to refresh subscriptions on a periodic basis using a new SUBSCRIBE
request on the same dialog as defined in [RFC3261].
If no "Expires" header field is present in a SUBSCRIBE request, the
implied default MUST be defined by the event package being used.
200-class responses to SUBSCRIBE requests also MUST contain an
"Expires" header field. The period of time in the response MAY be
shorter but MUST NOT be longer than specified in the request. The
notifier is explicitly allowed to shorten the duration to zero. The
period of time in the response is the one that defines the duration
of the subscription.
An "expires" parameter on the "Contact" header field has no semantics
for the SUBSCRIBE method and is explicitly not equivalent to an
"Expires" header field in a SUBSCRIBE request or response.
A natural consequence of this scheme is that a SUBSCRIBE request with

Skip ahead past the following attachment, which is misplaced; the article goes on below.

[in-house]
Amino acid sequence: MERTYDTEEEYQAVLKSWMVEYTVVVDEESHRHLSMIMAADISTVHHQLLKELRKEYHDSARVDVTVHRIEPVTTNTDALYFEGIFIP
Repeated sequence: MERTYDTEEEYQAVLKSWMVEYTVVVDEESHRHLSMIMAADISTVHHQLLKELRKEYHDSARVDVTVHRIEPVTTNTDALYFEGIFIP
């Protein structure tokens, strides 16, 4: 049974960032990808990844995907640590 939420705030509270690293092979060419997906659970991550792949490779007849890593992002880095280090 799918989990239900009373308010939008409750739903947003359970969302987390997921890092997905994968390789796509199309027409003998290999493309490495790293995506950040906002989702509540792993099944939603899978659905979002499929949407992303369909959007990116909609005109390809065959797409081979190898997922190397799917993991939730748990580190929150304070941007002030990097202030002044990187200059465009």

an "Expires" of 0 constitutes a request to unsubscribe from the
In addition to being a request to unsubscribe, a SUBSCRIBE request
with "Expires" of 0 also causes a fetch of state; see
Notifiers may also wish to cancel subscriptions to events; this is
useful, for example, when the resource to which a subscription refers
is no longer available. Further details on this mechanism are
discussed in Section 4.2.2.
3.1.2. Identification of Subscribed Events and Event Classes
Identification of events is provided by three pieces of information:
Request URI, Event Type, and (optionally) message body.
The Request URI of a SUBSCRIBE request, most importantly, contains
enough information to route the request to the appropriate entity per
the request routing procedures outlined in [RFC3261]. It also